Mr. Hancock: To ask the Secretary of State for Defence how many answers to parliamentary questions are more than (a) two weeks and (b) three months outstanding; and if he will make a statement. 
Dr. Moonie: The information is not held centrally and could be provided only at disproportionate cost. Approximately 3,200 parliamentary questions have been tabled to the Ministry of Defence during the current session. Ministers aim to answer ordinary written parliamentary questions within five working days and named day parliamentary questions on the day requested.
Mr. Jenkin: To ask the Secretary of State for Defence what the Royal Air Force's total inventory is of (a) Harrier GR7s, (b) Tornado GR1s and (c) Jaguar GR1s; and how many of each are operationally available. 
Mr. Ingram [holding answer 15 March 2002]: On 13 March 2002 there were 74 Harrier GR7 aircraft in the departmental fleet (the total number of aircraft owned by the Ministry of Defence), of which 55 were assigned to the Actual Operating Fleet (the total number of aircraft allocated to meet the fleet task); 23 Tornado GR1 aircraft in the departmental fleet, of which 14 were assigned to
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the Actual Operating Fleet, and 51 Jaguar GR1 aircraft in the departmental fleet, of which none were assigned to the Actual Operating Fleet.
Mr. Wray: To ask the Secretary of State for Defence what the military presence is on each (a) British Overseas Territory and (b) Sovereign Base; and what plans there are to change that presence in each case. 
Mr. Ingram: There is no permanent military presence on Anguilla, British Virgin Islands, Cayman Islands, Montserrat, Pitcairn Islands, St. Helena, Tristan da Cunha, South Georgia and the South Sandwich Islands, or the Turks and Caicos Islands.
The military presence on the Falkland Islands comprises: Joint Headquarters and support elements; offshore patrol vessel; Roulement Infantry Company; one Tornado F3 flight; one VC10 tanker; one C-130 Hercules; Rapier Squadron; one helicopter squadron (Sea King and Chinook); air support services.
The military presence on Gibraltar comprises: Joint Headquarters and support elements; two coastal patrol vessels; RAF Gibraltar; Royal Gibraltar Regiment.
The British Indian Ocean Territory has a naval party of approximately 40 personnel. There are approximately 25 service personnel on Ascension Island, with support provided by a civilian Multi-Activity Contract. A small number of service personnel are on loan or secondment in Bermuda and British Antarctic Territory.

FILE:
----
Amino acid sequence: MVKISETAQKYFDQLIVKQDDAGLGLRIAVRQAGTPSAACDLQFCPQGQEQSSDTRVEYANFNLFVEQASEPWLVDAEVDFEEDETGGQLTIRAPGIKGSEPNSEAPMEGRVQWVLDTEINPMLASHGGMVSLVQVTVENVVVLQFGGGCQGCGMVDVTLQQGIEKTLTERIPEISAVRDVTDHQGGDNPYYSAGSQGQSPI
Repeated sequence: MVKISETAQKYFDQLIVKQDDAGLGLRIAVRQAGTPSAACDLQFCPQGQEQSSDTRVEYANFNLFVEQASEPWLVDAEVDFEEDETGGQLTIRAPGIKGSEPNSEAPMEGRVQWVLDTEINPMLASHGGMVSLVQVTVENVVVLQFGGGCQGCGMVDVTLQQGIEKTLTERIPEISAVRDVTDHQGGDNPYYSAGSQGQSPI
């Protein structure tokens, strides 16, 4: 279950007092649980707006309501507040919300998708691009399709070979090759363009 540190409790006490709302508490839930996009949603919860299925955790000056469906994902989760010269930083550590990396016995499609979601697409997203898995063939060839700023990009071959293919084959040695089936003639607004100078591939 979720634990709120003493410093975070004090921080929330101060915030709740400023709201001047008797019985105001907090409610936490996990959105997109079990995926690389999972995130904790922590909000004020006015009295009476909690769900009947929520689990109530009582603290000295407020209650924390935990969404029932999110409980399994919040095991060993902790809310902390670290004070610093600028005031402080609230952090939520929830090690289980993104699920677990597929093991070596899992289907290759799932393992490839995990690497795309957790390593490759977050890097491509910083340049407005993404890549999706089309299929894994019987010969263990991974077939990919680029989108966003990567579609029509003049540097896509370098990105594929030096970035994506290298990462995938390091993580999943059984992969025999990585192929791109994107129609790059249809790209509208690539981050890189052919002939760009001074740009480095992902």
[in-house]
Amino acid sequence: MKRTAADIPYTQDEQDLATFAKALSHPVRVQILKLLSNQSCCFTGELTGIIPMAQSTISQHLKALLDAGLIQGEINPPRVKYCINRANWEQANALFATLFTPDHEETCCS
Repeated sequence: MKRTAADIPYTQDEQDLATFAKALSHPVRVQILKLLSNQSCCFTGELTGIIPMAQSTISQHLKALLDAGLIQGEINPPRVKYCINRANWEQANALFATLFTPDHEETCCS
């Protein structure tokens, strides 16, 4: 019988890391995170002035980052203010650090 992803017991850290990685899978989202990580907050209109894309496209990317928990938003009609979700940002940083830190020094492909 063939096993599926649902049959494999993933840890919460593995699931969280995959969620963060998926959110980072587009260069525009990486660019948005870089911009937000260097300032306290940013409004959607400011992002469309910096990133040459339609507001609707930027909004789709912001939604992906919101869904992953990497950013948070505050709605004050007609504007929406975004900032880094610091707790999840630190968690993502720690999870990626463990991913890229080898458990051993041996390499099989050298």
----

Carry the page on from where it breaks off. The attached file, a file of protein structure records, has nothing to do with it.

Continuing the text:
The military presence on the Sovereign Base Areas in Cyprus comprises: Joint Headquarters; signals units and Cyprus Joint Support Unit; two Sovereign Base Area HQs; two Resident Infantry Battalions; one Engineer Squadron; one Gazelle helicopter Flight; Port and Maritime elements; RAF Regiment personnel; one Wessex Squadron; RAF Akrotiri.
Helicopter operations on Cyprus will be transferred to a Commercially Owned, Military Registered arrangement next year.
There are no current plans to make significant changes to the military presence in other areas, but all commitments are subject to periodic review to meet changing requirements.
Mr. Gray: To ask the Secretary of State for Defence, pursuant to his answer of 11 March 2002, Official Report, column 655W, on the Snagge report, if the report was produced using his Department's facilities; to whom it was submitted; when he took a decision on its publication; and if he will make a statement on his policy with regard to the publishing of unsolicited reports which he regards as (a) misleading and (b) accurate. 
Mr. Ingram: The report written by Colonel C. E. M. Snagge, although unsolicited from the then 2 Division based in York, was an official, internal document submitted to Headquarters Land Command. As such it was taken into account when the future location of the divisional headquarters was being considered. As I said in my answer on 11 March 2002, Official Report, column 655W, however, the report contained partial opinion. A
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balanced view, setting out the rationale for the decision, was set out in the Consultation Document "Land Command Restructuring of Divisions/Districts" which was issued to trade union representatives on 30 October 1998. A copy of this report will be placed in the Library of the House.
Ministry of Defence policy on the release of information follows the Code of Practice on Access to Government Information. The decision to withhold Colonel Snagge's report was taken in accordance with Exemption 2 of the Code, which relates to internal discussion and advice, when I answered the hon. Member's question on 28 February 2002, Official Report, column 146W.